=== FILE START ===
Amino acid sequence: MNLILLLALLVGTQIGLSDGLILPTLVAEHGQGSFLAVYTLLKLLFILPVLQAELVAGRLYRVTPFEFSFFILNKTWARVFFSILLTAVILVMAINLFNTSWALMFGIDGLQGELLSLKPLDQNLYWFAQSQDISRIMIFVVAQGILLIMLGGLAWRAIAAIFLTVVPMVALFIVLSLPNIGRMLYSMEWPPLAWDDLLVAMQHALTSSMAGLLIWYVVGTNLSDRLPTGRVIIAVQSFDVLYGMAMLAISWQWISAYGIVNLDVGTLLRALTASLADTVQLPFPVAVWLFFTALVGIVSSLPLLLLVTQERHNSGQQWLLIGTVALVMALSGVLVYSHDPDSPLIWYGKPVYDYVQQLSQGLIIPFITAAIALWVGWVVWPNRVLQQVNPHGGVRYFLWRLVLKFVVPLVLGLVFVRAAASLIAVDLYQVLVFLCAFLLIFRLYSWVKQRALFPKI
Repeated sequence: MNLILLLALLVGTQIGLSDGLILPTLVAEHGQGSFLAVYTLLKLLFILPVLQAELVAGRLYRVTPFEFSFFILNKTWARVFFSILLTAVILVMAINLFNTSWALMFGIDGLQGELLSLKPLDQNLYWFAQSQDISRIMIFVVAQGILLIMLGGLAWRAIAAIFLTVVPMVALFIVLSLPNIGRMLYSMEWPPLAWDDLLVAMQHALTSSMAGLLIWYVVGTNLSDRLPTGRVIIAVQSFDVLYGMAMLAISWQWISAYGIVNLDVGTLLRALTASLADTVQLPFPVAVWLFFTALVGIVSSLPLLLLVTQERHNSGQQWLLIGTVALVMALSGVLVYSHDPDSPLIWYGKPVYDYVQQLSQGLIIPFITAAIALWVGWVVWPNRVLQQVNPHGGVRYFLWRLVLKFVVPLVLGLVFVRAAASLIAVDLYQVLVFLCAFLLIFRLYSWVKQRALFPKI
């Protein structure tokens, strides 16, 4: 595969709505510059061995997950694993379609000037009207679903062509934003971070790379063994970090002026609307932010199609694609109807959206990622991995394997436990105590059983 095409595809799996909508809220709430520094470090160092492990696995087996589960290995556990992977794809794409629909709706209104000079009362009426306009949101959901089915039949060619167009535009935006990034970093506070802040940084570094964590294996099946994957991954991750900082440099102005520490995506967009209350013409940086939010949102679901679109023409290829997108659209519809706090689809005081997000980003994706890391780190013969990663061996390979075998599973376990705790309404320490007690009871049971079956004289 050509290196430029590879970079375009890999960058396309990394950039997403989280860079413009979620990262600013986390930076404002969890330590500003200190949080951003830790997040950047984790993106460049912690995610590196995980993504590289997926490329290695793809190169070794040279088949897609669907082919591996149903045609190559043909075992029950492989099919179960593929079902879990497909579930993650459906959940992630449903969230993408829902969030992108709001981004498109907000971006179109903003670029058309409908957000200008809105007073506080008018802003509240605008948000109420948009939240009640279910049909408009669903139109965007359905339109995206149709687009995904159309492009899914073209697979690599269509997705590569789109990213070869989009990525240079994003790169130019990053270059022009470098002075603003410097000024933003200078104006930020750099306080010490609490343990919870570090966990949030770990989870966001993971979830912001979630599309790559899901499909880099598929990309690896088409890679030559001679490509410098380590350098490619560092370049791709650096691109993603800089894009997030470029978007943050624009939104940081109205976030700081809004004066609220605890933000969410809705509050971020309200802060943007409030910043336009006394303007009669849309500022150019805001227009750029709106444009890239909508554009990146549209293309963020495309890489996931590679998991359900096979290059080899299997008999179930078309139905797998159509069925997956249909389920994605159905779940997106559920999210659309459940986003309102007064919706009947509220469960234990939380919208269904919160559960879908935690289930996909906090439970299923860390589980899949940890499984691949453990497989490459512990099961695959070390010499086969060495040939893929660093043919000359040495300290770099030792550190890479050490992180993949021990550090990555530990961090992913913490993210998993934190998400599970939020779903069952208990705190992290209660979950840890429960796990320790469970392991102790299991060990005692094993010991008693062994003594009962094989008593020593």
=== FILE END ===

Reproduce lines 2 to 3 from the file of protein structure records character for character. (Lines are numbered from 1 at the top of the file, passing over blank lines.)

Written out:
Repeated sequence: MNLILLLALLVGTQIGLSDGLILPTLVAEHGQGSFLAVYTLLKLLFILPVLQAELVAGRLYRVTPFEFSFFILNKTWARVFFSILLTAVILVMAINLFNTSWALMFGIDGLQGELLSLKPLDQNLYWFAQSQDISRIMIFVVAQGILLIMLGGLAWRAIAAIFLTVVPMVALFIVLSLPNIGRMLYSMEWPPLAWDDLLVAMQHALTSSMAGLLIWYVVGTNLSDRLPTGRVIIAVQSFDVLYGMAMLAISWQWISAYGIVNLDVGTLLRALTASLADTVQLPFPVAVWLFFTALVGIVSSLPLLLLVTQERHNSGQQWLLIGTVALVMALSGVLVYSHDPDSPLIWYGKPVYDYVQQLSQGLIIPFITAAIALWVGWVVWPNRVLQQVNPHGGVRYFLWRLVLKFVVPLVLGLVFVRAAASLIAVDLYQVLVFLCAFLLIFRLYSWVKQRALFPKI
């Protein structure tokens, strides 16, 4: 595969709505510059061995997950694993379609000037009207679903062509934003971070790379063994970090002026609307932010199609694609109807959206990622991995394997436990105590059983 095409595809799996909508809220709430520094470090160092492990696995087996589960290995556990992977794809794409629909709706209104000079009362009426306009949101959901089915039949060619167009535009935006990034970093506070802040940084570094964590294996099946994957991954991750900082440099102005520490995506967009209350013409940086939010949102679901679109023409290829997108659209519809706090689809005081997000980003994706890391780190013969990663061996390979075998599973376990705790309404320490007690009871049971079956004289 050509290196430029590879970079375009890999960058396309990394950039997403989280860079413009979620990262600013986390930076404002969890330590500003200190949080951003830790997040950047984790993106460049912690995610590196995980993504590289997926490329290695793809190169070794040279088949897609669907082919591996149903045609190559043909075992029950492989099919179960593929079902879990497909579930993650459906959940992630449903969230993408829902969030992108709001981004498109907000971006179109903003670029058309409908957000200008809105007073506080008018802003509240605008948000109420948009939240009640279910049909408009669903139109965007359905339109995206149709687009995904159309492009899914073209697979690599269509997705590569789109990213070869989009990525240079994003790169130019990053270059022009470098002075603003410097000024933003200078104006930020750099306080010490609490343990919870570090966990949030770990989870966001993971979830912001979630599309790559899901499909880099598929990309690896088409890679030559001679490509410098380590350098490619560092370049791709650096691109993603800089894009997030470029978007943050624009939104940081109205976030700081809004004066609220605890933000969410809705509050971020309200802060943007409030910043336009006394303007009669849309500022150019805001227009750029709106444009890239909508554009990146549209293309963020495309890489996931590679998991359900096979290059080899299997008999179930078309139905797998159509069925997956249909389920994605159905779940997106559920999210659309459940986003309102007064919706009947509220469960234990939380919208269904919160559960879908935690289930996909906090439970299923860390589980899949940890499984691949453990497989490459512990099961695959070390010499086969060495040939893929660093043919000359040495300290770099030792550190890479050490992180993949021990550090990555530990961090992913913490993210998993934190998400599970939020779903069952208990705190992290209660979950840890429960796990320790469970392991102790299991060990005692094993010991008693062994003594009962094989008593020593």